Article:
SAN DIEGO (Legal Newsline) — A children's hospital facing a class action lawsuit, alleging violating the Telephone Consumer Protection Act, is seeking a reprieve from U.S. District Court of the Southern District of California.
Rady Children's Hospital San Diego has filed a memorandum of points and authorities in support of its motion for a stay, motion to strike the class allegations, or in the alternative, motion to dismiss the plaintiffs’ complaint in Taneesha Crooks and Anthony Brown, individually and on behalf of all others similarly situated, v. Rady Children's Hospital San Diego.
The initial complaint revolved around allegations that the hospital communicated with the defendants through unlawful means, causing them to experience anxiety, embarrassment, stress and invasion of their privacy. These unlawful acts allegedly were caused by incessant calls from the hospital's automatic calling system (ATDS).
Crooks and Brown allege that after they incurred a debt to Rady Children's Hospital, the hospital began calling their cell phones using an ATDS and continued to make calls even after both plaintiffs sent a cease and desist letter to the hospital. In addition the plaintiffs have filed a class action on behalf of all citizens who received an automated call from Rady Children's.
The hospital has countered with a memorandum arguing that key provisions of the Telephone Consumer Protection Act are currently in question and will likely be undermined by the anticipated decision in a pending court case, ACA International v. FCC.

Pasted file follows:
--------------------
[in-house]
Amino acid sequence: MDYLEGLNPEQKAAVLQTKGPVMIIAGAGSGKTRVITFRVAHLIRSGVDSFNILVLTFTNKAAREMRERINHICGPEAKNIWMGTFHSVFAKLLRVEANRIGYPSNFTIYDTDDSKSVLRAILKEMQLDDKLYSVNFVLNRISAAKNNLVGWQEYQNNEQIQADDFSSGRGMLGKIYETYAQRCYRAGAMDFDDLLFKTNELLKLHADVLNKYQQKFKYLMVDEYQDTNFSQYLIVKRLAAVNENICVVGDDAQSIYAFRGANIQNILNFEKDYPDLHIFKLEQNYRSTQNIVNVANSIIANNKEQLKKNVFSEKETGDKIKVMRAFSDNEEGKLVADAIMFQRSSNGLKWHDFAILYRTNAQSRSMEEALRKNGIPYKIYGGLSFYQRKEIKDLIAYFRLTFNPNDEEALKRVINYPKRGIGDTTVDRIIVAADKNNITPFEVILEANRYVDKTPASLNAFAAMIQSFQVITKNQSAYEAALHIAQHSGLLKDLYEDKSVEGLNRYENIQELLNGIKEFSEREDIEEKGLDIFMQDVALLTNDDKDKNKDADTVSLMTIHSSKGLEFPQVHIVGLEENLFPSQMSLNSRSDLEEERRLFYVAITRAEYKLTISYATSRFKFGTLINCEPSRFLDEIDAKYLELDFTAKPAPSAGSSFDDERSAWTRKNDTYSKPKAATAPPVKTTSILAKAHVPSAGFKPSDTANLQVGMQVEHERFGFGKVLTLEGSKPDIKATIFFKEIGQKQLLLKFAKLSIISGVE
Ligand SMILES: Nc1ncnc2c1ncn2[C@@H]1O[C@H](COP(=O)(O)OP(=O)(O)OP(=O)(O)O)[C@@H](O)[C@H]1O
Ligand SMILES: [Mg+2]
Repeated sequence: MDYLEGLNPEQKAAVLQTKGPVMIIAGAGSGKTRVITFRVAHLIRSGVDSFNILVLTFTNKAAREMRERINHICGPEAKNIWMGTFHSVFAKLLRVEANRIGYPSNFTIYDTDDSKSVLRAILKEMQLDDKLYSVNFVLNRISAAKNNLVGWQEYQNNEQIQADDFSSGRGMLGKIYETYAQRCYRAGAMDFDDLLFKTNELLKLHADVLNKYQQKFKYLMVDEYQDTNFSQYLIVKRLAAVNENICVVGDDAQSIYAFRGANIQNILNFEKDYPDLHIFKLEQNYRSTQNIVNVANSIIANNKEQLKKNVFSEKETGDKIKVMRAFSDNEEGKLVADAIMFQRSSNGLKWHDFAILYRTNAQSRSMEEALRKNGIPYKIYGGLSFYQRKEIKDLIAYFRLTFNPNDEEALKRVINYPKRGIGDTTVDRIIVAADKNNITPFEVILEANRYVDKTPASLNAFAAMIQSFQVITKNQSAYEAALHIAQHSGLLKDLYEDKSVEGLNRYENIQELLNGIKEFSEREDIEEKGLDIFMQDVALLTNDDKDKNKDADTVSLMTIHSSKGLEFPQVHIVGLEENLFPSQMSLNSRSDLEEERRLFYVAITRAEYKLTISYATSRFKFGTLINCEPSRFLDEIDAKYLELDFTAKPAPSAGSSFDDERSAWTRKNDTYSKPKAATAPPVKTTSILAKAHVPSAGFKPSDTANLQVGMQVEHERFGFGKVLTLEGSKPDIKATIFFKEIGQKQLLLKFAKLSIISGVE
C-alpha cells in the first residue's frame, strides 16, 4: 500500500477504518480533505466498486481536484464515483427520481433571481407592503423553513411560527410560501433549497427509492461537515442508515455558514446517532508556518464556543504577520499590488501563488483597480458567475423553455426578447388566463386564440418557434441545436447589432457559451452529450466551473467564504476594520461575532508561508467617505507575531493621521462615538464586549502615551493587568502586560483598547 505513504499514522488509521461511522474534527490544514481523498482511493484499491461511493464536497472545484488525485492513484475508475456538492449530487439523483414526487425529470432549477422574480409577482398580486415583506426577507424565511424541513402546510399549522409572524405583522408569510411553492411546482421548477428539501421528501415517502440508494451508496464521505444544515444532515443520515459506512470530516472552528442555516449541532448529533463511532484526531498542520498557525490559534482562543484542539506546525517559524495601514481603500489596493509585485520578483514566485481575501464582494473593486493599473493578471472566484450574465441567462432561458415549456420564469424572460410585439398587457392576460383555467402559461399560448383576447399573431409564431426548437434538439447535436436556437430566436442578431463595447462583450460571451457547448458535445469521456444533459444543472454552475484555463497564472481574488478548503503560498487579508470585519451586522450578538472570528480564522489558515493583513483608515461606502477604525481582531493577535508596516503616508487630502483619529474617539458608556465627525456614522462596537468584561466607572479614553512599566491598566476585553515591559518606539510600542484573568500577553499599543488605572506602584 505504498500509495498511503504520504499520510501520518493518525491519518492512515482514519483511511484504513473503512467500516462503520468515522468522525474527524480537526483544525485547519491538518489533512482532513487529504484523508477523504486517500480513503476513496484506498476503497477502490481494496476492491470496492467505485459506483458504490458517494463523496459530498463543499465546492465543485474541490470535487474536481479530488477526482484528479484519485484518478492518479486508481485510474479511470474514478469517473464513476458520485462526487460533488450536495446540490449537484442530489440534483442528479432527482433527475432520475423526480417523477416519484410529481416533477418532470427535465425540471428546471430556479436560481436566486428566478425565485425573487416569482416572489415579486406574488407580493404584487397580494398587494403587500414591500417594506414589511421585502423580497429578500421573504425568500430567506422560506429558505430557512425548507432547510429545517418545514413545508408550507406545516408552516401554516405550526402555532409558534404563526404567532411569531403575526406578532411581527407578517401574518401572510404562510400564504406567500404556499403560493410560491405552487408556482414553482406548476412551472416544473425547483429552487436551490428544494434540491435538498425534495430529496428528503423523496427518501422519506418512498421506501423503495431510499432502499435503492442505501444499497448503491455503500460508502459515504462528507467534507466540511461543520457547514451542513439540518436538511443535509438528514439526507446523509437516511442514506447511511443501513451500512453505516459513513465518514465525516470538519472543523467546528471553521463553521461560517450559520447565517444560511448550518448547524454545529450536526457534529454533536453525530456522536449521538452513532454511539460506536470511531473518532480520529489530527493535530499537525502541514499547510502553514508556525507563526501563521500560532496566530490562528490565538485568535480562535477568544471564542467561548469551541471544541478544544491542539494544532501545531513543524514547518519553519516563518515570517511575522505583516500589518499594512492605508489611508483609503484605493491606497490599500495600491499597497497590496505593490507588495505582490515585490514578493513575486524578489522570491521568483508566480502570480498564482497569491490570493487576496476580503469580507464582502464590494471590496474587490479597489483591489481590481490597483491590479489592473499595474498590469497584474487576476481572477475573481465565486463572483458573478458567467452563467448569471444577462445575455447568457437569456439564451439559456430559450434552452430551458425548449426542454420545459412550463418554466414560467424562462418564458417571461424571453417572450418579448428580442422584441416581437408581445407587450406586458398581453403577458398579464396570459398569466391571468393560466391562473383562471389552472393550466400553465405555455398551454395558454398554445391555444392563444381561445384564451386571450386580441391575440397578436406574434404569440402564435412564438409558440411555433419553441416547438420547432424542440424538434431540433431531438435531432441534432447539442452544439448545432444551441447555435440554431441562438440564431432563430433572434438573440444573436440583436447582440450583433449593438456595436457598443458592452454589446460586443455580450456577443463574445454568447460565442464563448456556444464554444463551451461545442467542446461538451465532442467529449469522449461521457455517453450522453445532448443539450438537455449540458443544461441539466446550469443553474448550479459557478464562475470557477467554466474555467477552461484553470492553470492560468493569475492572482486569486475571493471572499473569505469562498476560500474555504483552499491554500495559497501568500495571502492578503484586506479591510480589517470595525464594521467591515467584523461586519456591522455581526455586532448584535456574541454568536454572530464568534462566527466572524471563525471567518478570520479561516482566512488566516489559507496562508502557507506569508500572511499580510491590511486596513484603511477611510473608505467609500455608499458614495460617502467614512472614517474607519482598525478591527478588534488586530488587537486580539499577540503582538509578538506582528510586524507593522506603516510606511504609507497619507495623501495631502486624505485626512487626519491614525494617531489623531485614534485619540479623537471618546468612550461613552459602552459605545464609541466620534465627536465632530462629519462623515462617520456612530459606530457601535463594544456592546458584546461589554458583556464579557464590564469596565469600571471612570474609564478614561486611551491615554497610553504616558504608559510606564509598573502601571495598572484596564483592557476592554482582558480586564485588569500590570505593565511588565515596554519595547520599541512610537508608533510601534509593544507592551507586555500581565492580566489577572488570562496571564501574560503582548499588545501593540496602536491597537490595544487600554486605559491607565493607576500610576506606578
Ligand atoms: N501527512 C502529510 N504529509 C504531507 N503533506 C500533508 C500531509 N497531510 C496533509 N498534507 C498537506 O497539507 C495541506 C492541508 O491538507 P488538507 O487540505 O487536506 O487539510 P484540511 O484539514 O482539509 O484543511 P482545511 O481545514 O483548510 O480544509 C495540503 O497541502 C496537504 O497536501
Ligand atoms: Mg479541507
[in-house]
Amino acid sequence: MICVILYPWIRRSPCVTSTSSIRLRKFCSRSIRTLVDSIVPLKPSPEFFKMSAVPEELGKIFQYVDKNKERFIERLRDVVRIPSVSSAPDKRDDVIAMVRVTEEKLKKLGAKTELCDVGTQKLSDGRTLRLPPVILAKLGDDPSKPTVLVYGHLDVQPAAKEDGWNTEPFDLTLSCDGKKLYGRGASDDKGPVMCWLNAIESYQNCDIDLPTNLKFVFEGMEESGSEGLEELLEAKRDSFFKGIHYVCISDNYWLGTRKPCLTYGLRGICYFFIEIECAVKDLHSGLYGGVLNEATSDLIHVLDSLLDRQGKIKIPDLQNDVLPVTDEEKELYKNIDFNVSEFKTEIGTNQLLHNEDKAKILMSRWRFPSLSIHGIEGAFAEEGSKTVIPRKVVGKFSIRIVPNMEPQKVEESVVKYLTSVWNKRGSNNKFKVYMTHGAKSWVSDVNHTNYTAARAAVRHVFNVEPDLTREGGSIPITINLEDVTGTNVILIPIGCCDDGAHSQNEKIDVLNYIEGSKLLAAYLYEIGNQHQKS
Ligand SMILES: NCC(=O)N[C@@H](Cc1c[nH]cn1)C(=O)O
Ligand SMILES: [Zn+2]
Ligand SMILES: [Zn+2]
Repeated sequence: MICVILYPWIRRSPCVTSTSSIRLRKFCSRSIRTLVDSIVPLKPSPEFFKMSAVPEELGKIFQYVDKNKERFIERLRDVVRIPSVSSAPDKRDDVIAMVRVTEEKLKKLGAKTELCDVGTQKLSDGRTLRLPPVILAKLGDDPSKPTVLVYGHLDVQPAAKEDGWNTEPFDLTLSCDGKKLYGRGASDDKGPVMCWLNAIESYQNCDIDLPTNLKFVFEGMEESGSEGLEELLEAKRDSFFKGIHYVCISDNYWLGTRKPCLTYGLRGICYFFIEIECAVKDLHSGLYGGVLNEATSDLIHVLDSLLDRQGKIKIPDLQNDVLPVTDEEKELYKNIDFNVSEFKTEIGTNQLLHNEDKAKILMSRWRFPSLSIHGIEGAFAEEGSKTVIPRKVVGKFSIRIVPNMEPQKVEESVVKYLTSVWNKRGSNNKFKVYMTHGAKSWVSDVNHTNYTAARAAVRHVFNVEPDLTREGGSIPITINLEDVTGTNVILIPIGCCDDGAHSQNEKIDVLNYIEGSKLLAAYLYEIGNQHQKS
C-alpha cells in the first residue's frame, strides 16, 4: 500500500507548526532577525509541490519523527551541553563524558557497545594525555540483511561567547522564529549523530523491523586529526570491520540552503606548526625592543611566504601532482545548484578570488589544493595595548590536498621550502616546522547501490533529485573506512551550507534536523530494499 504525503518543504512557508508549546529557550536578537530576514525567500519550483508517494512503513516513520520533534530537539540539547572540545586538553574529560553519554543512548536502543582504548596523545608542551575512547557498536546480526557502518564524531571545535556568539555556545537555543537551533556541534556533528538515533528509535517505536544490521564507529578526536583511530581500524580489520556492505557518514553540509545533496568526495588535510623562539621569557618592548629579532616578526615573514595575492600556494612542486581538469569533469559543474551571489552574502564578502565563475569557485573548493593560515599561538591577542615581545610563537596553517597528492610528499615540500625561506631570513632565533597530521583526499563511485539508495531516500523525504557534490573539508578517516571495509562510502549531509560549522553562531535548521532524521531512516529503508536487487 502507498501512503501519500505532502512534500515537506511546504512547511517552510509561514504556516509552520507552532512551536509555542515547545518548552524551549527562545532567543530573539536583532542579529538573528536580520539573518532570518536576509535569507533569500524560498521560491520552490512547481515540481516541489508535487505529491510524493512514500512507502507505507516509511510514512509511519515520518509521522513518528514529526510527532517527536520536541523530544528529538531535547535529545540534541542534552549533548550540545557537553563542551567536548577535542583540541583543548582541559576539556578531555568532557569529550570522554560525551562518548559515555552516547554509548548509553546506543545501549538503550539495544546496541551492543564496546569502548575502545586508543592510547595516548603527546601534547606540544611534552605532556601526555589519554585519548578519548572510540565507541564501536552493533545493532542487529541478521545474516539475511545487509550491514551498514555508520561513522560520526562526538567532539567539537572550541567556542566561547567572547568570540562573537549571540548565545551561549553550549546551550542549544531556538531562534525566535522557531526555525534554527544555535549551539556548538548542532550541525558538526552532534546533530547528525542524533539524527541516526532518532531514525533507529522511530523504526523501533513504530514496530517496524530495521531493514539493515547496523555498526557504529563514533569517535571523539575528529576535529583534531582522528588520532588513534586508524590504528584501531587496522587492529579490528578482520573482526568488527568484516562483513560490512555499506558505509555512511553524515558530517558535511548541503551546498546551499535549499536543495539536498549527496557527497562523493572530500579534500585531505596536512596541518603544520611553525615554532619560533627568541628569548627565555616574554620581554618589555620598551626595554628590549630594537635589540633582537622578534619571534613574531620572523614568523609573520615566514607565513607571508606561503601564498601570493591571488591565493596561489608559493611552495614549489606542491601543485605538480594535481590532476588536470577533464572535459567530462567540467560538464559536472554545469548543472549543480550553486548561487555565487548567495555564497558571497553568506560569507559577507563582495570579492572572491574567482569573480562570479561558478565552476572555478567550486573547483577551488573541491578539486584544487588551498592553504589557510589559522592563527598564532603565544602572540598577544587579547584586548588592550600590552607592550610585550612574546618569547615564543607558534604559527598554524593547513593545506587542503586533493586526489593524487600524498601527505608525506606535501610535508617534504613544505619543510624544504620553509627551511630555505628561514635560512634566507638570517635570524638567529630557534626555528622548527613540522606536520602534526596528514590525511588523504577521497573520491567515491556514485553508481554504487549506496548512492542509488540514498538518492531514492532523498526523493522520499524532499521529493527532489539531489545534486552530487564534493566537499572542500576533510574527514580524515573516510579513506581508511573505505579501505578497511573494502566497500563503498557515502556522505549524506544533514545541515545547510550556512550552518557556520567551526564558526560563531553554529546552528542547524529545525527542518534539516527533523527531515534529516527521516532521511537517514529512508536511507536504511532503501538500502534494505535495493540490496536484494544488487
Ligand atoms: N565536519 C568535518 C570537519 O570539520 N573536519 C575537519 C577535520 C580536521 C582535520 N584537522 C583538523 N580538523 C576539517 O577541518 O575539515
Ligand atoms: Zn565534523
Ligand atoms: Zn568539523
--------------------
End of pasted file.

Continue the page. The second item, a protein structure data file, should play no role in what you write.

This case is a consolidated action challenging one of the Federal Communications Commission’s (FCC) rulings that interpreted the TCPA. The FCC's ruling is currently on appeal before the U.S. Court of Appeals for the District of Columbia.
Despite the fact the court has not issued a decision in ACA International v. FCC, the hospital's representation argues that a stay and a dismissal of the class action allegations would be in the interest of judicial economy. The defendant argues this would prevent hardship to both parties by helping to ensure that they would not be forced to endure the challenges, such as discovery and preparation for the trial, that would be required, should the case move forward based on a law, that may soon be declared invalid by the court of appeals.
In addition, the defendant's representation has also requested the court dismiss the plaintiff's complaint on grounds that it fails to state a claim.
According to the argument made by the defense in the memorandum, in order to state a claim the plaintiff must allege the defendant called a cell phone number, using an ATDS and without the recipient’s prior express consent. According to the memorandum, the plaintiff's allegations do not demonstrate any of these things.
The move for dismissal cites the plaintiffs' claim they were receiving targeted calls from Rady Children's Hospital, which it argues contradicts their assertion that they were contacted by an ATDS. This, in turn, means that the plaintiffs have failed to plead plausible facts to support their allegations, which is cause for the court to dismiss the complaint, the defendant argues.